Similarly, it is important to consider dealing with feelings and emotions as the next step of crisis intervention. Notably, At this stage, I will allow my client to express her feelings, not hide any details of her current story of the crisis, and to shed light on how it came to be. As a crisis worker, I will also allow my client to express her views on the condition, and to tell me what she thinks would be the way forward in overcoming the crisis. The most important skill that I would implement as a social worker is to ensure that I pay attention by taking note of everything my client mentions. From the information gathered, I will be able to determine the intentions that the client has in mind based on the crisis she is going through (Roberts & Ottens, 2005). As a counselor, I will be able to figure out the intention of the client associating it with several risks and provide advice on the best solutions to her problem.

The other step in crisis intervention will involve generating and exploring alternatives. Indeed, this is the most difficult of all steps since it requires a lot of experience and exposure. I am supposed to advise my client on other alternative ways of managing the current problems.. Furthermore, I will also introduce several methods of keeping the client busy to avoid isolation. The other step in crisis intervention involves implementing an action plan.  At this point, plans are incorporated into an empowering treatment strategy or co-ordinated involvement. Indeed, as a social worker at this stage, one should think of diverse ways of achieving a workable solution to the problem at hand. For instance, if the client is threatening to commit suicide or has shown any signs that may lead to suicide, it is advisable to negotiate safely to promote a change of mind. Additionally, any means of decreasing isolation to the client may make it easier to manage the problem. The final stage, which is closely related to the implementation of the action plan, is known as the follow-up stage. In this case, I should plan for follow-up contact with my client to know whether there is positive progress. Notably, this involves assessing the normal physical state of the client, overall functioning including social employment, spiritual involvement and academic engagement (Collins, & Collins 2005). Also, booster sessions are considered as equally important as part of the follow-up.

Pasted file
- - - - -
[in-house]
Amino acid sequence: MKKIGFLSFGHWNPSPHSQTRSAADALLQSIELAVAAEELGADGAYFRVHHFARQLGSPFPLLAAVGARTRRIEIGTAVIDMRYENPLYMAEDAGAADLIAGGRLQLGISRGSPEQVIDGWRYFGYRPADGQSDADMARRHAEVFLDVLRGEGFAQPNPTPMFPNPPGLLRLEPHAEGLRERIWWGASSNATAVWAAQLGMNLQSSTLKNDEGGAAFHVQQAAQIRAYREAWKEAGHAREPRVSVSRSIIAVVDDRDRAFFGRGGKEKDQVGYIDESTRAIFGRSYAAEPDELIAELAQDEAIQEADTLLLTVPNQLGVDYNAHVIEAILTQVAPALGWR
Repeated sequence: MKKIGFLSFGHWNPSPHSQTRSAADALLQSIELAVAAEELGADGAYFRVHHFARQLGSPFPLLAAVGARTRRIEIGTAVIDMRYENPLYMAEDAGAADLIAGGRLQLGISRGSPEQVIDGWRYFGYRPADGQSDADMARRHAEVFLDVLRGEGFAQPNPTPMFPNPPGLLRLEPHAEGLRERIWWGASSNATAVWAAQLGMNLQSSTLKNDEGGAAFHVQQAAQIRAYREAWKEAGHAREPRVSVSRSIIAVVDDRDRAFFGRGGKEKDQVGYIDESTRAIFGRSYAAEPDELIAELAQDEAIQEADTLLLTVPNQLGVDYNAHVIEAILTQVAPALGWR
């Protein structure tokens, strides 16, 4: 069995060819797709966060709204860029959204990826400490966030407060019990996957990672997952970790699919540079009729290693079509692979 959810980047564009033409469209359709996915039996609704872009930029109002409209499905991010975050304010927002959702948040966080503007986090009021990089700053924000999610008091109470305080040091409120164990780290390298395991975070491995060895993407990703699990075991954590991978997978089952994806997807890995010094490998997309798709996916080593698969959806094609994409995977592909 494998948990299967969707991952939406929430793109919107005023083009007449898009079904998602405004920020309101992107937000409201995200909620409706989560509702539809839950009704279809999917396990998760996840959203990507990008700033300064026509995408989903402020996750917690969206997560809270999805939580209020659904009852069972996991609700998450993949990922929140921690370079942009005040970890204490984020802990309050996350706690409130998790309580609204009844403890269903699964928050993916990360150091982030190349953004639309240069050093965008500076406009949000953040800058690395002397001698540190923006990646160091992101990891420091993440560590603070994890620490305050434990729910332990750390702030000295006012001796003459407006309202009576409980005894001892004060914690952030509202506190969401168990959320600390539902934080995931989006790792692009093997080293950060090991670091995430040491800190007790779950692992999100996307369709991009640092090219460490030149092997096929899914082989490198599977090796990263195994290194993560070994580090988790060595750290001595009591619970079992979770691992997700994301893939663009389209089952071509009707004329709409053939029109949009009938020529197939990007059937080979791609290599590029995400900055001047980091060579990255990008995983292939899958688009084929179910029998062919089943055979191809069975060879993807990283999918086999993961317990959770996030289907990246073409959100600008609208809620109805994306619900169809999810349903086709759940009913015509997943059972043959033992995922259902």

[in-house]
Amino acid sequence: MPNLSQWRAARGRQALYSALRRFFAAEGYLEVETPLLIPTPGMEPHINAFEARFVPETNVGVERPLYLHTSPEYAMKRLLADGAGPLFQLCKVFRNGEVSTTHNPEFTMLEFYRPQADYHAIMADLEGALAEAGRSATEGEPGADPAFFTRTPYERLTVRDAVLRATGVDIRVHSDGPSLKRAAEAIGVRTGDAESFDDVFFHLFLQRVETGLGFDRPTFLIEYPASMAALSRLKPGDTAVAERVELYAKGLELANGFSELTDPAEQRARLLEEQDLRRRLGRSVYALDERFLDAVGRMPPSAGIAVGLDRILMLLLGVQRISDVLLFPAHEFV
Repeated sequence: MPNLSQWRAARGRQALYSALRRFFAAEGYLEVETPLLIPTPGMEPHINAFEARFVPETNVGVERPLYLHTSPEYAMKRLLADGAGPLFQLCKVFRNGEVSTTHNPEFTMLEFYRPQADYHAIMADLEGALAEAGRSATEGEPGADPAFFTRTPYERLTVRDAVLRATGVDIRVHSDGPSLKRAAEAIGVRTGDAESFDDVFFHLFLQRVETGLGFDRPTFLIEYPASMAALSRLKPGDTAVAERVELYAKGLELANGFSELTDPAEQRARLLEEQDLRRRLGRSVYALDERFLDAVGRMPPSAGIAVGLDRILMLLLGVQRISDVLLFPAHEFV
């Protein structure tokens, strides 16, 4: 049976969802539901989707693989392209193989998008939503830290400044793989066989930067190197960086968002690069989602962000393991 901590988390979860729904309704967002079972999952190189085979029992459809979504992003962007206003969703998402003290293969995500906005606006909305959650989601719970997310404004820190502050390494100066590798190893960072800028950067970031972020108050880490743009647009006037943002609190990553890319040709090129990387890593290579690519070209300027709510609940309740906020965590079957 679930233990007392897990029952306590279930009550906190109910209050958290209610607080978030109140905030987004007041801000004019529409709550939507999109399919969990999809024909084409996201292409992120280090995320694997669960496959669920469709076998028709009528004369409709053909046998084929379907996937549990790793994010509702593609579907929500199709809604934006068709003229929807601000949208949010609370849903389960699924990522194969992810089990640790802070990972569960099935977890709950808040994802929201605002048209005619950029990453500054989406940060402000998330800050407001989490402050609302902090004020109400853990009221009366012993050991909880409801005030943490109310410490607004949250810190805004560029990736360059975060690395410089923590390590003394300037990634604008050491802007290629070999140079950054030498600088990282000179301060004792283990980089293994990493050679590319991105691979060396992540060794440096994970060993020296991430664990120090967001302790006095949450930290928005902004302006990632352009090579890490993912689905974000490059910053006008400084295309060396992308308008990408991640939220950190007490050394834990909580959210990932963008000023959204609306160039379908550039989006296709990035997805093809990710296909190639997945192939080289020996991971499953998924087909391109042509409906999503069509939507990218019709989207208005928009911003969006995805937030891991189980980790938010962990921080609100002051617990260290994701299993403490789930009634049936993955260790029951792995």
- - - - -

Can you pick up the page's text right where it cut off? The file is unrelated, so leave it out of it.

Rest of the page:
Assessing the Mental State of an Individual on the Street

In the second case, this situation may have been as a result of several events such as the acute disturbance of mental homeostasis in which an individual’s usual coping mechanisms do not work, and there exists a proof of suffering and practical impairment. Moreover, the impairment of personal response to a stressful experience may compromise his mental steadiness and capability to cope. Indeed, the major source of a crisis is a traumatic, stressful, or dangerous event. However, two other conditions that are essential include an individual’s perception of the event and his incapability to resolve the disturbance (Collins, & Collins 2005). Despite the individual’s mental situation, there is still hope for him to get back to his normal situation if given access to emotional support. As a social worker, I would apply the crisis intervention model to deal with the situation. I would start by conducting and implementing the first step known as Psychosocial and Lethality Assessments which involves researching the individual’s background and environment. The main idea in this basic stage is to determine the main cause of the crisis.